So, you may have guessed that my latest project is for a new baby boy expected in April. Astonishingly, I am well ahead of schedule with one completed item and one drying on the blocking mats, which probably means that I'll end up making something else as well!

The first item is the most perfect little hat. We launched the Smilla Hat last week as the latest free pattern available for download directly from the website, and I instantly knew that I would be making one for the April baby. It is simple in it's construction, but has the added interest of swiss darning (or duplicate stitch) motifs on the brim - and there are a choice of these fun motifs, charted in the pattern.

Knowing that this April baby is a boy has been great - no careful choosing of gender neutral colourways or styles - I've gone all out boyish, choosing putty grey and cobalt. The knitting of the hat is achievable in one evening, and the smallest size takes just 1 ball of yarn with a small amount for the contrasting motif. There is a stocking stitch border or rim and then the main body of the hat is garter stitch with decreasing crown shaping - all knitted flat to make swiss darning the motifs on easier. I thought that it might be useful to share the swiss darning technique in a series of pictures (below) so that you can feel confident to give it a go. The Smilla hats all have small, easy motifs on each hat - perfect for your first attempt at swiss darning!

Count in from both edges and place locking stitch markers to mark the area of the chart.
Thread a darning needle with your contrast colour and using the chart, count to the first stitch. Come through the knitted fabric from back to front in the hole below the stitch you want to 'duplicate'. Leave a long tail so that you can sew it in later.
Now put the needle through both legs of the stitch above and pull through - remember not to pull your stitches too tight as this can result in the underneath colour showing through and a puckered finish. Next, put the needle back through the hole you originally came up through to complete the stitch - you have completed one stitch.
Continue working in columns - travelling up the fabric until the required amount of stitches has been completed.
Once the first column has the right number of stitches duplicated, move over to the next column and work down in the same way. I am right handed and tend to work right to left, but left to right is also fine.
You will have noticed that the chart is upside down - this is because the rim will be turned back once the hat is finished. I have turned the rim around in the picture above just so you can see the cute finished elephant!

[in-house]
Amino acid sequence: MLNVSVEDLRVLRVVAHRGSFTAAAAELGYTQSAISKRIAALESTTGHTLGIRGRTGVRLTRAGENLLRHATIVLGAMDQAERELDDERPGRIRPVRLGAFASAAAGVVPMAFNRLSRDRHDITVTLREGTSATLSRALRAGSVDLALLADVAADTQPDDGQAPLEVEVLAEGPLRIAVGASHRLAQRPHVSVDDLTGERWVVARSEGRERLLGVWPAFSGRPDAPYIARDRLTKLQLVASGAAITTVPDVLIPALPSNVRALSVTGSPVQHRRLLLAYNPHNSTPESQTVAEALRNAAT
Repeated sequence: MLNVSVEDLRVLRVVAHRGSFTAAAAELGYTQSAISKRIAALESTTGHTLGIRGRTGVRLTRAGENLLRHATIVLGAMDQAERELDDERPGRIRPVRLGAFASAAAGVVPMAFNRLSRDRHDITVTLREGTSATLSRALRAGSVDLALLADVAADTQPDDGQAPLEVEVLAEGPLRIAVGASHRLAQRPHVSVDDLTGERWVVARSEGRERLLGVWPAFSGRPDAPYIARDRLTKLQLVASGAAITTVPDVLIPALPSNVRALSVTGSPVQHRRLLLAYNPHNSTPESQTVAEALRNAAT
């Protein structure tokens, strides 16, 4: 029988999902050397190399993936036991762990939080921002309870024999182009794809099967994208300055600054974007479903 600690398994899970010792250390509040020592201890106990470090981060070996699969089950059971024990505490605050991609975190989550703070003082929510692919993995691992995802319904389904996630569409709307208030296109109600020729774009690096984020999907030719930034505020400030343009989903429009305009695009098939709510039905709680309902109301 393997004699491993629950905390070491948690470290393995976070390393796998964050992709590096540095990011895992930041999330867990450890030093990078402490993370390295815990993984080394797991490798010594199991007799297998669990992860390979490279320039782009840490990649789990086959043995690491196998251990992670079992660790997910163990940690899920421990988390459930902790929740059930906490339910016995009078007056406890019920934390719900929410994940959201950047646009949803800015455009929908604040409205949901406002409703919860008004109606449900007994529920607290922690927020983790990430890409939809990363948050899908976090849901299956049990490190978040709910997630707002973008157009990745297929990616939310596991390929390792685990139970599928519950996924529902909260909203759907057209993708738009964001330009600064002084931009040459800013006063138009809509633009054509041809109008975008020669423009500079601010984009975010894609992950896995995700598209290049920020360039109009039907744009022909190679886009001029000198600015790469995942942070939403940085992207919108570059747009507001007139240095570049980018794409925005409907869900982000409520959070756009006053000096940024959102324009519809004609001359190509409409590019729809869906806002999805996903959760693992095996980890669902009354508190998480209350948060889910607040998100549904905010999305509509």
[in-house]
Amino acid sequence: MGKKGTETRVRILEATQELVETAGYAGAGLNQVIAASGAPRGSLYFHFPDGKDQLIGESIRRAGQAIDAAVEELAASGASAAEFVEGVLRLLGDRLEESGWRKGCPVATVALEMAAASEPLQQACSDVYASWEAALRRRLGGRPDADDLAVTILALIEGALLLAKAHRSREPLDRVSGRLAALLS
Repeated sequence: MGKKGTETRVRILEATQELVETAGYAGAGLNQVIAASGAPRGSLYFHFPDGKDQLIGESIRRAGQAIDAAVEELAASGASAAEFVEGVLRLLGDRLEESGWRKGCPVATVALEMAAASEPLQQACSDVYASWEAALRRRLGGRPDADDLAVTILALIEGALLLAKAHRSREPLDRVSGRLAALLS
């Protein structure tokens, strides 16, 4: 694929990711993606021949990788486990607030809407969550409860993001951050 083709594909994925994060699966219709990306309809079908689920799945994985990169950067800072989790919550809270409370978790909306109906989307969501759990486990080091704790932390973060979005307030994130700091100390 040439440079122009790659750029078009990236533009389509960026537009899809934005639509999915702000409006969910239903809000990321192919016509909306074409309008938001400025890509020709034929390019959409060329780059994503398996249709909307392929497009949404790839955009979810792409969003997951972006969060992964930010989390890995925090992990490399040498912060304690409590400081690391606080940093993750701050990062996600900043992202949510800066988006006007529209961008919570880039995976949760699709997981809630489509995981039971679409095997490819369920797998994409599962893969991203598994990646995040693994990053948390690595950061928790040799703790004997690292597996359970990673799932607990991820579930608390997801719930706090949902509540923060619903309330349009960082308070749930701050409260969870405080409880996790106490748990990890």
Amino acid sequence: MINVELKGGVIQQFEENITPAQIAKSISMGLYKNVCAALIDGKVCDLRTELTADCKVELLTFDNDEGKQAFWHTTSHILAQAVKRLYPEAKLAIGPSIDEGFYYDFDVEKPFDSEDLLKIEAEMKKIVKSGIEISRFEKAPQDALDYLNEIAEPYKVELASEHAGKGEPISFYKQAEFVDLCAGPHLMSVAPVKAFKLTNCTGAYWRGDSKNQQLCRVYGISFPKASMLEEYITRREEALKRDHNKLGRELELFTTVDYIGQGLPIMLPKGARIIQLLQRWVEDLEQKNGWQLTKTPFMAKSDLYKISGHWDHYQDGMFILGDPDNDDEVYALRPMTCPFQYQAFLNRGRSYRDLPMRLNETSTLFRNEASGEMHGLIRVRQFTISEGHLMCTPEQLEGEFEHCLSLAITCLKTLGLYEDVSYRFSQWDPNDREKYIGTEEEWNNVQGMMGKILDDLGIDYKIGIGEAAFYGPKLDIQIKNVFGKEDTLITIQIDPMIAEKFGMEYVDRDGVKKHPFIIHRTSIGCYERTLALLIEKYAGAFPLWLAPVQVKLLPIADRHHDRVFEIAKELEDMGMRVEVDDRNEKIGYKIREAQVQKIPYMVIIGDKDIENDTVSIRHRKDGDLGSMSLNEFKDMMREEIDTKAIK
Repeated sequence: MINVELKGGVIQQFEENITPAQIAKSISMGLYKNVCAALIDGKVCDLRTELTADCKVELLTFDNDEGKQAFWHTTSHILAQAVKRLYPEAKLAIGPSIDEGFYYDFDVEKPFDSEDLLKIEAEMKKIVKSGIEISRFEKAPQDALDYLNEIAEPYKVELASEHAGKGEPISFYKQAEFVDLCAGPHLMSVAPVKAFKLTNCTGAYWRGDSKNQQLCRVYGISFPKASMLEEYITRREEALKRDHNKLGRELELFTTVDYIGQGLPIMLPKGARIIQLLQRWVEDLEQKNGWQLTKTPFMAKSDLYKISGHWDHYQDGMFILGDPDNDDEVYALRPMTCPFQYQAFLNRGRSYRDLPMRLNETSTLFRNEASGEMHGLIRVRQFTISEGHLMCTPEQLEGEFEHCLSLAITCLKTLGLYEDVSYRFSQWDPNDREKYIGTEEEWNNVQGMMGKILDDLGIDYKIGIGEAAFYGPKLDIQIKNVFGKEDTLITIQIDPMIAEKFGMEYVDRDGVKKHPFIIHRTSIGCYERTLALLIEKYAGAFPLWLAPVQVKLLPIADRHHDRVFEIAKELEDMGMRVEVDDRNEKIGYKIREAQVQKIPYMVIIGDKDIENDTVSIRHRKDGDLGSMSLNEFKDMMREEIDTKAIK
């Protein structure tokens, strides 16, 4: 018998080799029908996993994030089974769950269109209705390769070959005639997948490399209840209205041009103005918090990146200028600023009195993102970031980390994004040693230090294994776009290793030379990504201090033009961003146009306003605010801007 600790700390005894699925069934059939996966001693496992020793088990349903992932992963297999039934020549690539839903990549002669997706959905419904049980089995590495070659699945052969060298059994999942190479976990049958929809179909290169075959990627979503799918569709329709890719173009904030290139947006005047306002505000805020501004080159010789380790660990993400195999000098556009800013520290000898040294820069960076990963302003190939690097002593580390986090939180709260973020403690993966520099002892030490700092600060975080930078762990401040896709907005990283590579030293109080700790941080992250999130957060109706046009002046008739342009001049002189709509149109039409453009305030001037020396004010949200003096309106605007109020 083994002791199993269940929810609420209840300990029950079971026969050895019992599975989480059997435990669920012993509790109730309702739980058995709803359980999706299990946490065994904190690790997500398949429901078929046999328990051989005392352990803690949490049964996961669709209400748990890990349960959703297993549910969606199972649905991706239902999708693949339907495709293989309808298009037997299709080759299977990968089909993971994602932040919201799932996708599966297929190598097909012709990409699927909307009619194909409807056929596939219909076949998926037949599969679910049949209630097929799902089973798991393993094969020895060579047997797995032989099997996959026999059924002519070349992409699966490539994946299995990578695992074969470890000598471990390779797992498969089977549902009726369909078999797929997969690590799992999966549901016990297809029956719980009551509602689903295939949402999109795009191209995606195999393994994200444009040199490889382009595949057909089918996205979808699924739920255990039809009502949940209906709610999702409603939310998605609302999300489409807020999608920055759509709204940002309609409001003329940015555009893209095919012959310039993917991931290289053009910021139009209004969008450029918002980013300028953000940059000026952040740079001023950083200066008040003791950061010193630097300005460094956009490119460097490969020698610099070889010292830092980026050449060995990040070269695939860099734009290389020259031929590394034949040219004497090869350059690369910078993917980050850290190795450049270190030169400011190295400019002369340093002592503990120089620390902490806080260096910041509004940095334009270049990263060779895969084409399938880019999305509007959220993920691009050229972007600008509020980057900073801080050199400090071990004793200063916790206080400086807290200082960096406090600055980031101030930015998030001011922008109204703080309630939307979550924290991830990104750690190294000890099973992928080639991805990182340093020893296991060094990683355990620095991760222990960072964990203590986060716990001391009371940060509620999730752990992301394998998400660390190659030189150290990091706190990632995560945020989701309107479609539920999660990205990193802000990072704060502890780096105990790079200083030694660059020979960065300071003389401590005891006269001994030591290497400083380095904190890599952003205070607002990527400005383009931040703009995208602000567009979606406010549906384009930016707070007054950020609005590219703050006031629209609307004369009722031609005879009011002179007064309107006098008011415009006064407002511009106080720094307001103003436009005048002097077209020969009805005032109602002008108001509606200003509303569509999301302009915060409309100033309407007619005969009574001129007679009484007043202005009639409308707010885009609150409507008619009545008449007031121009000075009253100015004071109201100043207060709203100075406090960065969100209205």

This shows both elephants completed and the rim turned back. There will be a few ends to sew in, which I did before stitching the back seam.
My finished hat will be even cuter when it's on a sweet baby!
The Smilla Hat pattern will available in hard copy format from all of our stockists in the next few weeks but if you fancy having a go at this adorable hat, then download your copy right HERE. Which one will you choose?
(posted by Max)

Friday, 14 February 2014

STOCKIST PROFILE - Spins and Needles

I know that I always say we are incredibly lucky to have such amazing yarn shops stocking MillaMia, and that the people who own and run them are some of the nicest people around - but it's true! So, at the risk of repeating myself, Sarah Freeman, owner of destination yarn and stitch boutique, Spins and Needles in Lincoln, really is the nicest lady and her yarn shop is pretty awesome too!

1) Tell us a bit about yourself and how Spins and Needles came to be.

I'm Sarah Freeman, owner of Spins and Needles yarn shop located in the centre of Lincoln. The shop came about when I was leaving my previous job and wasn’t quite sure what to do. Then one morning I thought, “hmmm, I think I’ll open a wool shop” and so I did! I’ve no technical training and like many am self taught and have picked up a lot from my friends, the internet and workshops held in other shops that I attended before I had my own.

2) The burning question that's on every kitters' lips - what have you got on the needles?

Currently on my needles is: Aoibhne Ni’s Pax shawlette in MillaMia, good for travelling with. A pair of Schoppel Wolle socks as my ‘shop project’ which is fairly easy so I can be busy in the quiet periods in the shop, and, I’m about to cast on Tea Jenny by Kate Davies in Rowan Felted Tweed – done my first steek on the tension square. I like to try the yarns in the shop so I can say what I think when discussing them with customers.